You can install the GitHub token in your keyring using EasyBuild, so it can pick it up when it needs to, using eb --install-github-token:

$ eb --github-user example --install-github-token
Token: <copy-paste-your-40-character-token-here>
Validating token...
Token seems to be valid, installing it.
Token 'e3a..0c2' installed!

EasyBuild will validate the provided token, to check that authenticated access to your GitHub account works as expected.

Note

EasyBuild will never print the full token value, to avoid leaking it. For debugging purposes, only the first and last 3 characters will be shown.

Specify location of working directories (--git-working-dirs-path)

You can specify the location of your Git working directories using --git-working-dirs-path.

The provided path should be the parent directory of the location of the working directories (i.e. clones) of the EasyBuild repositories (easybuild-easyconfigs, etc.); the assumption is that you keep them all in a single parent directory.

Although not strictly required, this is useful for speeding up --new-pr and --update-pr, since it allows that the repository can be copied & updated, rather than being cloned from scratch.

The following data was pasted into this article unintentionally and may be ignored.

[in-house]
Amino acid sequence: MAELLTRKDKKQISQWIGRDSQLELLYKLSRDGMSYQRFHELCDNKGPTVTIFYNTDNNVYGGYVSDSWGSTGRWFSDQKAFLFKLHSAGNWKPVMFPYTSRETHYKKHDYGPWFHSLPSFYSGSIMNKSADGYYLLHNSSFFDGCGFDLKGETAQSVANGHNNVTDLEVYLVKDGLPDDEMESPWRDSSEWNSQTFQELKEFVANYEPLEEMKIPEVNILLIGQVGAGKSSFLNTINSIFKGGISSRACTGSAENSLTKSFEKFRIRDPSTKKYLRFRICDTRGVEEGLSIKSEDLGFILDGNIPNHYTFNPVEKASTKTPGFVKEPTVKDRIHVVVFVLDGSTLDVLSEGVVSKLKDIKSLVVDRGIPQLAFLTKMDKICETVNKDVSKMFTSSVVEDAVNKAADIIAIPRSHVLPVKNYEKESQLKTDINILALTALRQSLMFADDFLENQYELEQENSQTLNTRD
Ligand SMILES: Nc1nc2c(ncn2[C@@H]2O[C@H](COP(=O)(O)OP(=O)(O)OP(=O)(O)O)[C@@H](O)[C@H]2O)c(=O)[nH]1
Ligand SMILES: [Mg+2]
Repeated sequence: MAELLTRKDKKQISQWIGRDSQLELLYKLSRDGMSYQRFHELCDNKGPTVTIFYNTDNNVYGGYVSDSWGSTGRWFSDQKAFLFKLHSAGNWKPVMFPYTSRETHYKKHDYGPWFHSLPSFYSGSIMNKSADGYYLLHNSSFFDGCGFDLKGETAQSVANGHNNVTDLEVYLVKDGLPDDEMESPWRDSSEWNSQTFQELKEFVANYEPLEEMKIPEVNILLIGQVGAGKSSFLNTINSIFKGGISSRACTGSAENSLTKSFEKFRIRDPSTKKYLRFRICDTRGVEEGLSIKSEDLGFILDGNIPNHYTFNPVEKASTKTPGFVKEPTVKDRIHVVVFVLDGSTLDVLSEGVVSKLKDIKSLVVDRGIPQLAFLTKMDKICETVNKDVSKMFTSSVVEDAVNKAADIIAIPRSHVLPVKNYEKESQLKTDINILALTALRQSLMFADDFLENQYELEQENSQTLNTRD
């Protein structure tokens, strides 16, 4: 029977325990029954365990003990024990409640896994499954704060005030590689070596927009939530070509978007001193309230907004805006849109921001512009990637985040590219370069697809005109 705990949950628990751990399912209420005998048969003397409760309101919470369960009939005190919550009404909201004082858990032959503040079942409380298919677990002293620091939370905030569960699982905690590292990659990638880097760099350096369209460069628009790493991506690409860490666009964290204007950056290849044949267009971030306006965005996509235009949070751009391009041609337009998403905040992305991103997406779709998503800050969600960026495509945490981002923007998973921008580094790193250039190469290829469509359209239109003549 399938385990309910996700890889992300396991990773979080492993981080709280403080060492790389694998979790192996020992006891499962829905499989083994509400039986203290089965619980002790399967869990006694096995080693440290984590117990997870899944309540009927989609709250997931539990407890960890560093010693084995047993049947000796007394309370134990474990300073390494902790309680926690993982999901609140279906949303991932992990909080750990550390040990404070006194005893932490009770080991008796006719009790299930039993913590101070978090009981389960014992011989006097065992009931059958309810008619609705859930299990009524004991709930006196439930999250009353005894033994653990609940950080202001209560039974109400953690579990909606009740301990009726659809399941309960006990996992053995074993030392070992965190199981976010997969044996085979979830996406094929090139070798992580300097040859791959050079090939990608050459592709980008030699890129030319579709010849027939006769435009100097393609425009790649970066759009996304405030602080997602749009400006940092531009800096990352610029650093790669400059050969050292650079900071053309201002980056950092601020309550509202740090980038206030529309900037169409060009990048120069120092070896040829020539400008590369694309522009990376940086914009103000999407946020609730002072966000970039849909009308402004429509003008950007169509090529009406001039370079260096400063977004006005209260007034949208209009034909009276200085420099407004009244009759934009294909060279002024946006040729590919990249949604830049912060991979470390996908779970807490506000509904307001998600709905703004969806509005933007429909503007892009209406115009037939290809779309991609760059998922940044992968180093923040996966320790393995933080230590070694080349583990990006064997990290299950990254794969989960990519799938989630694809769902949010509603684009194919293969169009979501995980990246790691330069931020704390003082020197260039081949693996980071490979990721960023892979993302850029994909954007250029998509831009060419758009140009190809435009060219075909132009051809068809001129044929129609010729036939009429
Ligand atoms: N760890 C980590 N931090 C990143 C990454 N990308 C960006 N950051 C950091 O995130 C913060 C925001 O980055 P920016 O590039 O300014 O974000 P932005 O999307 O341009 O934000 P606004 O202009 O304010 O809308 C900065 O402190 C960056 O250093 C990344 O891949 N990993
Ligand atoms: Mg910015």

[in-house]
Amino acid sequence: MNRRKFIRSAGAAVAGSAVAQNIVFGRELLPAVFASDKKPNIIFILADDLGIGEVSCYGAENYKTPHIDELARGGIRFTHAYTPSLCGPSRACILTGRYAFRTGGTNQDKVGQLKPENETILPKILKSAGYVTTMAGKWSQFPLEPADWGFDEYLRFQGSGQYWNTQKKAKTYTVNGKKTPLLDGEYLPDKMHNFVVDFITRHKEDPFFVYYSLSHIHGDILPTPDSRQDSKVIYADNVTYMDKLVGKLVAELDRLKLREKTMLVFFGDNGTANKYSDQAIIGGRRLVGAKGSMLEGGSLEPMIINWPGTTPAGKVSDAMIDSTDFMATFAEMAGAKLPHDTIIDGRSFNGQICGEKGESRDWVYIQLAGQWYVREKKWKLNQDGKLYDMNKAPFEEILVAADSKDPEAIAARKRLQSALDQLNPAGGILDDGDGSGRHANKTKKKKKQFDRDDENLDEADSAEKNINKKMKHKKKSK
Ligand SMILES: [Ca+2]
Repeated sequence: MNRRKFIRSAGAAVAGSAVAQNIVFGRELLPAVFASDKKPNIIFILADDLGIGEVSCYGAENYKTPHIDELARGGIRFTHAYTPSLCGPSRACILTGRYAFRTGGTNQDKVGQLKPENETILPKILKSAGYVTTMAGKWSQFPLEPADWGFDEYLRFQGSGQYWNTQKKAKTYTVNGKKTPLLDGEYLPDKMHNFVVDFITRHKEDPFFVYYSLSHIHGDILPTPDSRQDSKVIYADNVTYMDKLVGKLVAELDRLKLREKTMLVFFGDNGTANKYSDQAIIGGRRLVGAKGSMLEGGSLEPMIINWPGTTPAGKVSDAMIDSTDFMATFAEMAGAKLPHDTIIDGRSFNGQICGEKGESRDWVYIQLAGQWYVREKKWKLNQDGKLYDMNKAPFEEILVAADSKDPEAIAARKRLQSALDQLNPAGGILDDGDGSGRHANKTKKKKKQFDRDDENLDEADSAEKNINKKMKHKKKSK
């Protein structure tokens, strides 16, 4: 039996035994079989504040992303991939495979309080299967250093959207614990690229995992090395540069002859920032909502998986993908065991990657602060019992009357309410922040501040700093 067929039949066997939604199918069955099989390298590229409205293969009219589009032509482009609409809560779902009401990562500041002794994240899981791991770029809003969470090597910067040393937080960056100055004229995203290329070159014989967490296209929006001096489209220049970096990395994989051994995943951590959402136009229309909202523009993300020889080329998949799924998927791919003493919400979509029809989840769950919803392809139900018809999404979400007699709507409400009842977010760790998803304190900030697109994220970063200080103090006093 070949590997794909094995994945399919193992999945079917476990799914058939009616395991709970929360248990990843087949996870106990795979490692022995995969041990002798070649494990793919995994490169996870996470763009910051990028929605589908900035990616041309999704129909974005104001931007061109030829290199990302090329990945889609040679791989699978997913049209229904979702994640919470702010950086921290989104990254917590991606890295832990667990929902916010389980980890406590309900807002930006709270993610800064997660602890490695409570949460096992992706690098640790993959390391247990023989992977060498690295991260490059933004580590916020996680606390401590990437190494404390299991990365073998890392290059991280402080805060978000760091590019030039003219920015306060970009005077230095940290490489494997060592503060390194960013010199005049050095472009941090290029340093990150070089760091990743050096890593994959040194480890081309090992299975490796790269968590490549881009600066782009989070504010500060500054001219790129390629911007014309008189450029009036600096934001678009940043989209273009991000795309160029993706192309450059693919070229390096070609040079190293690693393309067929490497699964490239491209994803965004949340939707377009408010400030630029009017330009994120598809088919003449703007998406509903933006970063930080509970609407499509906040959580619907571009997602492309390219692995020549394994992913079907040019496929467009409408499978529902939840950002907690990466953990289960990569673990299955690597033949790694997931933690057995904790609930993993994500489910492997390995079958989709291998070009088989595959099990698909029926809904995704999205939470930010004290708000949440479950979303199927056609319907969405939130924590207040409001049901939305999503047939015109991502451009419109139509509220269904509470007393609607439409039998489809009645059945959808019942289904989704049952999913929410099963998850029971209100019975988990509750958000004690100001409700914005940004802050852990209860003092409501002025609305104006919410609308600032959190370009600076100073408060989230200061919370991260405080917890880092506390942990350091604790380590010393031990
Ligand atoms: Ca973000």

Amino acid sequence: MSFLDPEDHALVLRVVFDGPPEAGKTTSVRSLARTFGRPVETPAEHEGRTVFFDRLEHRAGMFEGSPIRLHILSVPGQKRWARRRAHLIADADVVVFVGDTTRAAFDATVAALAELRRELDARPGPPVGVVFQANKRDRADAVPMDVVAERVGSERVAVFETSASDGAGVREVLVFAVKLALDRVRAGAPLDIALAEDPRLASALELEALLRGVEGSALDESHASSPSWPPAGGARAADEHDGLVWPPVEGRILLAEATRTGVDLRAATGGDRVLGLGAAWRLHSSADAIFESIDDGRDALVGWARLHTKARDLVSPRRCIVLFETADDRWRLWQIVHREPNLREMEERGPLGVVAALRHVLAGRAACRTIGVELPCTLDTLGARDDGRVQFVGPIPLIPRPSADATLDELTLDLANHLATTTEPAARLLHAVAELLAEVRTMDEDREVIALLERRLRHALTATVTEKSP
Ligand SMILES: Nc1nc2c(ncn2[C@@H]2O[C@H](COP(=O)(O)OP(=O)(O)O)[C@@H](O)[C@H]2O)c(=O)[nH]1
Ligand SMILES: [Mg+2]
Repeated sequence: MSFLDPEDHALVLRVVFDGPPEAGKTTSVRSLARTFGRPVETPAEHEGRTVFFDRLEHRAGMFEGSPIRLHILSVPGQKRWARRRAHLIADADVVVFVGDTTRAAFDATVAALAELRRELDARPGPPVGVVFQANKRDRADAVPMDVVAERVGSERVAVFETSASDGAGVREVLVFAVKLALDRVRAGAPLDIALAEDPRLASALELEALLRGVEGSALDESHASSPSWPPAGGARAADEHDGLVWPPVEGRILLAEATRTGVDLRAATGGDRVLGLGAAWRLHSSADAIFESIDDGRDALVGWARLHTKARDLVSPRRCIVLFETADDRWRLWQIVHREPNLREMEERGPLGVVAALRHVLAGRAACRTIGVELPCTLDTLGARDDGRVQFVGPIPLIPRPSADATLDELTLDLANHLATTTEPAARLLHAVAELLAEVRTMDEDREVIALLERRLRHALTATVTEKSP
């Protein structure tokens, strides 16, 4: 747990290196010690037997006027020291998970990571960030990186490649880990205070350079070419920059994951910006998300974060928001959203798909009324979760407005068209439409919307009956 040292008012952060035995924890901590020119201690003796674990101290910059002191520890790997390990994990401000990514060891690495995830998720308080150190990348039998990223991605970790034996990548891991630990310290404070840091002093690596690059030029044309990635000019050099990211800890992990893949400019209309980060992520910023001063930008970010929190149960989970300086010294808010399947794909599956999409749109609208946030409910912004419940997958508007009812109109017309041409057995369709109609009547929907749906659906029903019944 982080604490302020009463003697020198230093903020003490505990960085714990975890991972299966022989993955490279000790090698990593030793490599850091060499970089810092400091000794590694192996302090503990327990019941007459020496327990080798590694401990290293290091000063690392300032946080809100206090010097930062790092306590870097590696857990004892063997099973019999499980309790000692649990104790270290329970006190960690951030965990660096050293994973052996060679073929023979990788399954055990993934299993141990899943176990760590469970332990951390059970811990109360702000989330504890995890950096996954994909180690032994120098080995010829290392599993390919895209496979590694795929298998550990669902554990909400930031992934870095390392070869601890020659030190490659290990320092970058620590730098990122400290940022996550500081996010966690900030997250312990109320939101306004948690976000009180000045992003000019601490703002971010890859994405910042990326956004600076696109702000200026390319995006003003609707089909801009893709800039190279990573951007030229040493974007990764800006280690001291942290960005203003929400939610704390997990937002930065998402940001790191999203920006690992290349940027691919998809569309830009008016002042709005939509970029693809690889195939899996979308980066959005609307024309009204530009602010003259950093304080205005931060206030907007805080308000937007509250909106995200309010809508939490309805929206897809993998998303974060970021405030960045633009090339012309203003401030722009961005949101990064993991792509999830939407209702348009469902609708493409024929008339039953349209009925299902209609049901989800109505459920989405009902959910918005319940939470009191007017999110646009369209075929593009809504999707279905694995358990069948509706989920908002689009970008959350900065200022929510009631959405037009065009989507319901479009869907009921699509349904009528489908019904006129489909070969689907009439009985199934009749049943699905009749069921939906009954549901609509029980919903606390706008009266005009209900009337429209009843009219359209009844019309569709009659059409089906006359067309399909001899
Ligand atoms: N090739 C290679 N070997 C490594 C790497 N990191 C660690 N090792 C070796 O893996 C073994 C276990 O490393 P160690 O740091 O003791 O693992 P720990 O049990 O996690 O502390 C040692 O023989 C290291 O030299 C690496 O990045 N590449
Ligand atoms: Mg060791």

Checking status of GitHub integration (--check-github)

To check the status of your setup w.r.t. GitHub integration, the --check-github command line option can be used.

Using this will trigger EasyBuild to perform a number of checks, and report back on what the test results mean for the different GitHub integration features.

If all requirements are taken care of in your setup, you should see output like this:

$ eb --check-github

== temporary log file in case of crash /tmp/eb-xWCpWl/easybuild-hGnKS5.log

Checking status of GitHub integration...

Making sure we're online... OK

* GitHub user... example => OK
* GitHub token... e3f..0c8 (len: 40) => OK (validated)
* git command... OK ("git version 2.7.4 (Apple Git-66); ")
* GitPython module... OK